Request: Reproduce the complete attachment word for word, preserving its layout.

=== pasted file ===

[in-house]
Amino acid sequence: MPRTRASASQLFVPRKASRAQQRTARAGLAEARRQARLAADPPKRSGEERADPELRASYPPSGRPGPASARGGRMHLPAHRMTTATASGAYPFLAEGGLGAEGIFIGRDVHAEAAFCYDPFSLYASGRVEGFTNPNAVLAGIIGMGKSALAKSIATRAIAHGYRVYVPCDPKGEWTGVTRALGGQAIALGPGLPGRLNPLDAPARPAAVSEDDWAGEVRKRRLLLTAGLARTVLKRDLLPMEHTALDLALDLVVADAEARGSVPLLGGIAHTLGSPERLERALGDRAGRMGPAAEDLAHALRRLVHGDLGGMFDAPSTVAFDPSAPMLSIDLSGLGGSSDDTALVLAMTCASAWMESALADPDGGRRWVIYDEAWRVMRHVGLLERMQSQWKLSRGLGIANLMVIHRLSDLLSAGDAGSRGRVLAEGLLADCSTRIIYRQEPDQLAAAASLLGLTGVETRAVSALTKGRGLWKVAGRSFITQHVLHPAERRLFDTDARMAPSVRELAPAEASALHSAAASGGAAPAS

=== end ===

[in-house]
Amino acid sequence: MPRTRASASQLFVPRKASRAQQRTARAGLAEARRQARLAADPPKRSGEERADPELRASYPPSGRPGPASARGGRMHLPAHRMTTATASGAYPFLAEGGLGAEGIFIGRDVHAEAAFCYDPFSLYASGRVEGFTNPNAVLAGIIGMGKSALAKSIATRAIAHGYRVYVPCDPKGEWTGVTRALGGQAIALGPGLPGRLNPLDAPARPAAVSEDDWAGEVRKRRLLLTAGLARTVLKRDLLPMEHTALDLALDLVVADAEARGSVPLLGGIAHTLGSPERLERALGDRAGRMGPAAEDLAHALRRLVHGDLGGMFDAPSTVAFDPSAPMLSIDLSGLGGSSDDTALVLAMTCASAWMESALADPDGGRRWVIYDEAWRVMRHVGLLERMQSQWKLSRGLGIANLMVIHRLSDLLSAGDAGSRGRVLAEGLLADCSTRIIYRQEPDQLAAAASLLGLTGVETRAVSALTKGRGLWKVAGRSFITQHVLHPAERRLFDTDARMAPSVRELAPAEASALHSAAASGGAAPAS